Weighing Your SaaS Options: Five Questions Higher Education Leaders Should Ask
Today’s software market is rapidly transitioning from the traditional on-premise license model to software as a service (SaaS) — and for higher education and academic research institutions, this can be a seismic shift.
There are many technology-related benefits of SaaS, from avoiding the need to maintain local servers or invest in specialty in-house technical skills, to the ease of accessing the latest version of software without costly upgrades. There are also many benefits that are unique to the higher education industry, from streamlining research compliance to unifying and transforming the student experience.
As SaaS tools become more embedded in college and university operations, it’s important that institutional leaders consider more than a vendor’s technical acumen when evaluating possible partners. Selecting a partner that delivers on service – from domain expertise to strategic planning and implementation – is instrumental in cultivating long-term, institutional growth.
When consumers purchase a service of any kind, they want to know what they will receive relative to service and, ultimately, obtain the greatest possible value. B2B purchases are no different; selecting the right software and the right service is essential. Particularly in higher education and academic research, deep industry knowledge is the foundation of a strong SaaS partner. With the higher education industry being relationship and peer focused, understanding and negotiating the unique inner workings of an institution is paramount to any technology initiative’s success. The software itself must meet an institution’s needs, but a vendor’s expertise and support capabilities make the difference when providing a service to run mission-critical business operations.
Institutional leaders planning future investments in SaaS should consider these key questions:
1. Will the SaaS partner help you adopt new features and continuously improve your business operations?
Access to advanced software functionality, often without incremental costs, is one of the many benefits of SaaS. Many vendors, however, stop short of educating users around how new features can transform business operations. Where is the benefit of features that go unnoticed? This is where service becomes critical. A strong SaaS provider emphasizes the tools, techniques and outreach to help institutional leaders evaluate the newest features and decide how or why to deploy a new feature.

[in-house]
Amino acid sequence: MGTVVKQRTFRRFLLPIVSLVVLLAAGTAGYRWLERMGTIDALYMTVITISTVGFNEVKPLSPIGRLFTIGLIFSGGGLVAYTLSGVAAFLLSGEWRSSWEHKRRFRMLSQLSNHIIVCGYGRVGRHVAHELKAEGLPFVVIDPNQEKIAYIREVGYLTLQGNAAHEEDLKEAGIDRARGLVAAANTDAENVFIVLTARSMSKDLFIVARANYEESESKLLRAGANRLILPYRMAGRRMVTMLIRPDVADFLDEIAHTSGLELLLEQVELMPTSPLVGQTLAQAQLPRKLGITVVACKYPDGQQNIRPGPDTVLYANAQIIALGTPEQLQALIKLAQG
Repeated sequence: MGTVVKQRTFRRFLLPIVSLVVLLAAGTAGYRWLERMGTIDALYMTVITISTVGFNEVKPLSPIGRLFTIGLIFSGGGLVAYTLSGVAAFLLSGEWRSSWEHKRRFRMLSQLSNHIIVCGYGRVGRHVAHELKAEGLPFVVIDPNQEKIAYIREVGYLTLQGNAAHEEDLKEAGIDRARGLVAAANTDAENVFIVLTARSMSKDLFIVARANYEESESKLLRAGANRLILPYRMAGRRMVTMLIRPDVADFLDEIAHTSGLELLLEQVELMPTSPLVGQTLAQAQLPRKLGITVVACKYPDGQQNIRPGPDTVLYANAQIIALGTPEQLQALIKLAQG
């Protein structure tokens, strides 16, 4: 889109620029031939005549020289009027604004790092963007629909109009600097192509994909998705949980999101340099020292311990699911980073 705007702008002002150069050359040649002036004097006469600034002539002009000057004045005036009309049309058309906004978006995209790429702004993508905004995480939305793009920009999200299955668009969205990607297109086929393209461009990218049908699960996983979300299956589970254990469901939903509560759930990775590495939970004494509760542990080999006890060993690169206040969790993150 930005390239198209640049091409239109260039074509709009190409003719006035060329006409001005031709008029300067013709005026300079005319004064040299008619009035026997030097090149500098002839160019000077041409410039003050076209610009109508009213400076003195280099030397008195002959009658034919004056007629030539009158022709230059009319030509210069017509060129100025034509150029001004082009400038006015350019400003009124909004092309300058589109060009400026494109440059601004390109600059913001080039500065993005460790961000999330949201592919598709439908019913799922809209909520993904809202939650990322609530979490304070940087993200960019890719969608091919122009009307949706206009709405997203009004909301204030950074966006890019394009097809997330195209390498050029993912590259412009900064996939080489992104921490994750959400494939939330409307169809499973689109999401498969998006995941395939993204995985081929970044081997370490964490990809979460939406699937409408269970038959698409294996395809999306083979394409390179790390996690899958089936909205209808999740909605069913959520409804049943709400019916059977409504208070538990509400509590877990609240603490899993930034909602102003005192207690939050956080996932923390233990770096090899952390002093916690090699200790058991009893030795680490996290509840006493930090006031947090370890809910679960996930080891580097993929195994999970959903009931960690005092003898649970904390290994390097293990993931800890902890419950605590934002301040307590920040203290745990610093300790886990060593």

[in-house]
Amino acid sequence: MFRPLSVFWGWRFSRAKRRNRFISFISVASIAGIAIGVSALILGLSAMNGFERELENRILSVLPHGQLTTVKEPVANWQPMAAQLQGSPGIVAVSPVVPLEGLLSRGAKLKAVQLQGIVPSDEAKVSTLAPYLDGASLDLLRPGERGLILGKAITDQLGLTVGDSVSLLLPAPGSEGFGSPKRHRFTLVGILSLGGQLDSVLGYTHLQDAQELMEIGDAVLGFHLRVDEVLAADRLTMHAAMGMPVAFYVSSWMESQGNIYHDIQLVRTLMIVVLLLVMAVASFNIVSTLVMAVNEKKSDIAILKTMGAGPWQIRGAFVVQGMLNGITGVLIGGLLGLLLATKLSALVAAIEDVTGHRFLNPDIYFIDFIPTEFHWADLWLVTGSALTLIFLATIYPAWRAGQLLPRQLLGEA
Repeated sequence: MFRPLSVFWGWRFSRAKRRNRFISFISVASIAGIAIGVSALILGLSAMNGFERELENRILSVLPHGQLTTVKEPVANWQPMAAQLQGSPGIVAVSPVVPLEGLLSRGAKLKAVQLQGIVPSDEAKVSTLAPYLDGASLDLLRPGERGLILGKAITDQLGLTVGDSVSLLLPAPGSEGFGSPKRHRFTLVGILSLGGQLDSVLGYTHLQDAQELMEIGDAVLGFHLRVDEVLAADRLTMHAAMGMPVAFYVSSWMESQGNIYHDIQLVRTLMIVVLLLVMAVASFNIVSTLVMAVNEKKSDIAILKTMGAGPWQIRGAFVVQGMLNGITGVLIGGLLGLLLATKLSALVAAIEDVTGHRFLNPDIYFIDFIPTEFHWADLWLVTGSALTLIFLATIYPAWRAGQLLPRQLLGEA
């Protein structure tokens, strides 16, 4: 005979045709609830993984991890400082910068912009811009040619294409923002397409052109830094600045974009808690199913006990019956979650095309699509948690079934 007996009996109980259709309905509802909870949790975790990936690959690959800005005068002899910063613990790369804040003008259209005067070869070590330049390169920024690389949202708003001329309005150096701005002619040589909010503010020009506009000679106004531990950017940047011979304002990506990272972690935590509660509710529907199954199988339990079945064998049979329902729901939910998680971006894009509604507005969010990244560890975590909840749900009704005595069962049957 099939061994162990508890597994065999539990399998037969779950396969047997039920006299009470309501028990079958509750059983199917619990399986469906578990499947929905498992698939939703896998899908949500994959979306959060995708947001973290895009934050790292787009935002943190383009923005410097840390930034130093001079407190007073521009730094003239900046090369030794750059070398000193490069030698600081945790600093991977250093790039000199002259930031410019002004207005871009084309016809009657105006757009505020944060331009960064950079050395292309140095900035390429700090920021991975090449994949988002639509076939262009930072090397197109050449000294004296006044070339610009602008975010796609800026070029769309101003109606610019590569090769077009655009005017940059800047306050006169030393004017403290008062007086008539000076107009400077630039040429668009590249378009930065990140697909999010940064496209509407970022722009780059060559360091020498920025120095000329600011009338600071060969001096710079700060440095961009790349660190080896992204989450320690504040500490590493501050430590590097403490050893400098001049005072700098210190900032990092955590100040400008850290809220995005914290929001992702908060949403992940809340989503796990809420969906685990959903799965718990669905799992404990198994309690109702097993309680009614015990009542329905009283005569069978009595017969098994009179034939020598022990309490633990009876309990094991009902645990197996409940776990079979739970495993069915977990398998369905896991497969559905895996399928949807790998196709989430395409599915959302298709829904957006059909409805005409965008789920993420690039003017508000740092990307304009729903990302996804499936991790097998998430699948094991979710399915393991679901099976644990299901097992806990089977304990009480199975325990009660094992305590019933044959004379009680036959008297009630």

2. How does the SaaS provider stay in touch with clients over the long term?
The SaaS customer relationship should not end with “go-live.” Follow-up and regular engagement with professional subject matter experts should continue long after the initial implementation. A SaaS partner should be able to articulate a defined process for keeping in regular contact with clients to support their long-term success. Aspects of this may include one-to-many forms of communication such as client portals, webinars and learning labs, but it should also involve personal touches to stay connected with users’ distinct needs and challenges.
3. Does the provider have clearly defined operating procedures related to the services that accompany its software?
Institutions invest the time to make sure their business processes are well tuned and documented — so should its SaaS provider. Vet whether those processes meet or exceed industry standards, and if they are independently verified and certified. As with the services an institution delivers to its internal stakeholders, a SaaS partner’s service should be held to the same standards for clarity, transparency and accountability.
4. How have the SaaS vendor's people helped make the service a success?
Software is machine-based, but it is still backed by people delivering a product as a service. Get to know the team that delivers the service and ask for client references — specifically, references from other higher education and academic research institutions.
5. Does the provider tap into a vibrant community of peers working together to provide valuable insights that improve the software?
Does the SaaS vendor facilitate and encourage collaborative community forums and provide professional input to the discussions? Do you see the result of the community opinion come to life in product updates? Seek out providers that commit to customers’ long-term success by offering opportunities for users to learn from each other and to shape future product decisions.
Acquiring software as a service is a measured decision and significant investment for any institution. Software is constantly evolving; getting the most value out of that software depends on the ability to successfully adopt and purposefully deploy new tools. In a constantly changing higher education landscape, relying upon a consistent service model is crucial. By emphasizing the “service” differentiators when evaluating SaaS decisions, leaders can more clearly identify a partner who delivers the highest value to their institution.